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NEW STATION IN THE NORTH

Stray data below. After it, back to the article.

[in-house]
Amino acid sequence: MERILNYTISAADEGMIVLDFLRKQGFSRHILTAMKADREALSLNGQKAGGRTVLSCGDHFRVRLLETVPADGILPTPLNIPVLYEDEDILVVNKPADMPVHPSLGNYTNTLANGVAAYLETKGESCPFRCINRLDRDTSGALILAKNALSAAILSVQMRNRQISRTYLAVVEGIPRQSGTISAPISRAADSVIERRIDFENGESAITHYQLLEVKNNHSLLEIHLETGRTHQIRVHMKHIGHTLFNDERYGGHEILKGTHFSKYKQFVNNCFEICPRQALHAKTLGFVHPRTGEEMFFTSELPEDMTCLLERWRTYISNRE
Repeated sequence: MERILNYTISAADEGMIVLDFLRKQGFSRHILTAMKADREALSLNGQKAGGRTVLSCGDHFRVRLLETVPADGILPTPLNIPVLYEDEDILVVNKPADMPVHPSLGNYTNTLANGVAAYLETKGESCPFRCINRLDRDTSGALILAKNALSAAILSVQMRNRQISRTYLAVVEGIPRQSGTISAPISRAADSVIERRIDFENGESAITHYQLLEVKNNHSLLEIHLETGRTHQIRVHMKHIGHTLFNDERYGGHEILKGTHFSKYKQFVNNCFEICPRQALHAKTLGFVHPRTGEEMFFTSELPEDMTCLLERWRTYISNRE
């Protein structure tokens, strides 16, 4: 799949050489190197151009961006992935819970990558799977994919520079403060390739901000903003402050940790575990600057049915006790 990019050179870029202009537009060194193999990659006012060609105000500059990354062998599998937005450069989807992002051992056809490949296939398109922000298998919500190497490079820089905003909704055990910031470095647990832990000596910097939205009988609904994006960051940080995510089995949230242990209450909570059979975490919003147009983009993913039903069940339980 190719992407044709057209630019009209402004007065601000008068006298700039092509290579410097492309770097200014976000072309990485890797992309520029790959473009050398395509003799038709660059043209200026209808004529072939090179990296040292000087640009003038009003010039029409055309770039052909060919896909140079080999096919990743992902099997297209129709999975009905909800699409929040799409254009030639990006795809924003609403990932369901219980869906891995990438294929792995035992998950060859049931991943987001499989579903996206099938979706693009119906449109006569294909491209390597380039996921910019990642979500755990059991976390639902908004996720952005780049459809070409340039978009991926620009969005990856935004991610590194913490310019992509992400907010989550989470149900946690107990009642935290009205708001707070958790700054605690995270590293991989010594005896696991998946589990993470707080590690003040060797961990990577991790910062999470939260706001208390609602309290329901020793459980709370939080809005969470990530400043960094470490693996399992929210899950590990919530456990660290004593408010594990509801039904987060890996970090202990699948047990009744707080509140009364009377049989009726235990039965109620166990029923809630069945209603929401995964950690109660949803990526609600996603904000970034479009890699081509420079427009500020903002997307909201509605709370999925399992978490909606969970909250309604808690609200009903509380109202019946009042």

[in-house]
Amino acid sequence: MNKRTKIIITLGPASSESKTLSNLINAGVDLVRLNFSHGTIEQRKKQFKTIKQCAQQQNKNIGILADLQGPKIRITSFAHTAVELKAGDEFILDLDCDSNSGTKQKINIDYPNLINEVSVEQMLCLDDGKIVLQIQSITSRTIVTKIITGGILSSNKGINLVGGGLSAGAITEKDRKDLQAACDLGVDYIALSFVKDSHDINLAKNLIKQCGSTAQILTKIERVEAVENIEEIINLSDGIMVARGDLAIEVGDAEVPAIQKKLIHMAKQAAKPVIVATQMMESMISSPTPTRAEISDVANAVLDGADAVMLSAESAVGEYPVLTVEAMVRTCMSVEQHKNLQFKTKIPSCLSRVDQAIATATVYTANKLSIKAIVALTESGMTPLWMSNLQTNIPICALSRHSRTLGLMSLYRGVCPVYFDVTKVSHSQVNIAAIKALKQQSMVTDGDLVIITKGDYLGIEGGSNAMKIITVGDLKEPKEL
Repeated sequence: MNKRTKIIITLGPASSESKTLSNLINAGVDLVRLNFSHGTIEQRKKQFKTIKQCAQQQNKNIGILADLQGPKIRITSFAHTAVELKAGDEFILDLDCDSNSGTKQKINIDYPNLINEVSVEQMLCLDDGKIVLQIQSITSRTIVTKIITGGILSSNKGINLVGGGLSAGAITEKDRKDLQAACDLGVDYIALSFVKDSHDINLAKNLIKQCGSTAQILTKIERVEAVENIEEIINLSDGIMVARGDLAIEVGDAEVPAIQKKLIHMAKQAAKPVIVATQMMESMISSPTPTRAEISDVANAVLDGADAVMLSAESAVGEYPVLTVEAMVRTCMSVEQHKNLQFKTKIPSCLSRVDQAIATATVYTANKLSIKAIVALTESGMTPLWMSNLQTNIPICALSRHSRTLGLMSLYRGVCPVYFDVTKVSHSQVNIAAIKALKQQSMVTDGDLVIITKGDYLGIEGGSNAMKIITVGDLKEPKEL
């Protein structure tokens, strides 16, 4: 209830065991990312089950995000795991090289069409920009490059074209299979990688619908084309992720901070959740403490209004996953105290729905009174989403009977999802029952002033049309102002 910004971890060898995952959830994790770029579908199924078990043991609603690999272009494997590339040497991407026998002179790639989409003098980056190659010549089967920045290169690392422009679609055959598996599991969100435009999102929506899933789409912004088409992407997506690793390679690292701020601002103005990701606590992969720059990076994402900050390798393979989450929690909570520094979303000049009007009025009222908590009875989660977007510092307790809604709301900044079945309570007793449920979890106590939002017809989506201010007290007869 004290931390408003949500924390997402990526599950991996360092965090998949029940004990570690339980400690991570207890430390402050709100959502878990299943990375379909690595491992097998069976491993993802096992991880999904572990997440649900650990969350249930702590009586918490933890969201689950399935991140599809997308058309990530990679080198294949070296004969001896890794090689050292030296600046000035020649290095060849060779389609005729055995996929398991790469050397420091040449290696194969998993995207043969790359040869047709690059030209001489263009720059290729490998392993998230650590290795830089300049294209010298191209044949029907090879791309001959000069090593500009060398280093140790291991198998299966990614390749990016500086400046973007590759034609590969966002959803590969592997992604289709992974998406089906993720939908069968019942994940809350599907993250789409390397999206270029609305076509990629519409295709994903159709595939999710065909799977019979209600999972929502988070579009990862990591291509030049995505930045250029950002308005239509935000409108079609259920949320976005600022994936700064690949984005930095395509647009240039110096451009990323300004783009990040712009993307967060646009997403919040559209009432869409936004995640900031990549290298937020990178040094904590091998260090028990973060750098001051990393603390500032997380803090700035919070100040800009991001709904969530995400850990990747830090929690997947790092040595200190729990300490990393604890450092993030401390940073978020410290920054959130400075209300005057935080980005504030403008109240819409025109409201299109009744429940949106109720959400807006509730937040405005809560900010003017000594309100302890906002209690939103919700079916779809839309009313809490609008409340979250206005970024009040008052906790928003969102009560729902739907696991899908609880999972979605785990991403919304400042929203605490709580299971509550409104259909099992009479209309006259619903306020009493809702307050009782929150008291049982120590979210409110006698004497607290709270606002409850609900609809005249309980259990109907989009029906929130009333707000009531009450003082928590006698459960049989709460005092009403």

NEW STATION IN THE NORTH Observatory of Harvard University for the seven months, November, 1932, to May, 1933. Prof . C.-G. ROSSBY, in charge of the Meteorology Course, Mass. Inst, of Technology, sailed Dec. 1 fo r Europe, where he will spend six months in research, chiefly in Scandinavia. Mr. D. C. ARCHIBALD, M.SC., who has been in charge of the Winnipeg office of the Meteorological Service in Canada, has been transferred to the Central Office in Toronto. A complete meteorological station, telegraphing twice daily to the cen- tral offices, has been installed by the Meteorological Service of Canada at Moosonee, on James Bay. This is the location of the old Hudson Bay Company fort, Moose Factory. It makes a welcome addition to the net- work of stations in Northern Canada. TH E "MARION " EXPEDITIO N T O DAVI S STRAIT AND BAFFI N BA Y 1 This bulletin is one of three on the Marion's cruise to the ice regions. Coast Guard Bulletin No. 19, Part III, by Lieut. Comm. Edward IT. Smith, concerns itself with the oceanography and the ice. Part II treats especially of the oceanography of Baffin Bay and Davis Strait: the former was published in 1931, and the latter will appear at an early date. This, Part I, by Noble G. Ricketts and Parker D, Trask, contains the narrative of the cruise, a description of the soundings, and a discus- sion of the bottom samples obtained. It is divided into three chapters, the first, descriptive; the second, the bathymetry; the third, the sedi- ments. The cruise was undertaken as part of the work of the International Ice Patrol, which began after the sinking of the Titanic, and the meet- ing of the 1914 International Convention for the Safety of Life at Sea. The Marion left New London on July 7, 1928, cruised north as far as Disco Island on the west coast of Greenland, making oceanographic stations, weather permitting, along the coasts of Labrador and Green- land, and down the middle of Davis Strait. On the west coast of Greenland, near Port Quervain, latitude nearly 70, the cold wind from off the ice cap was noticed. A remarkable foehn occurred in a fiord south of Aulalsivik Island, on the coast of Labrador, near Hudson Strait, during which gusts of considerable suddenness and strength caused the ship to heel well over. One of these struck with gale force, blew hard for a few minutes, and stopped as suddenly as it had begun, to be followed by others at irregular intervals throughout the night. "The dry warmth caused by the compression of the down- flowing air, pervaded the whole locality, causing the dry bulb to read 72° F. at 8 p. m., while at the same time the wet bulb read only 55° F. "Th e greatly disturbed local atmospheric conditions can be realized fro m the following observation. Despite the dry heat of the place, sev- eral times we saw large snowflakes falling. At first we did not believe 1 U. S. Treasury Dept., Coast Guard Bulletin No. 19, Part I, Washington, 1932. http://www.deepdyve.com/assets/images/DeepDyve-Logo-lg.png Bulletin of the American Meteorological Society American Meteorological Society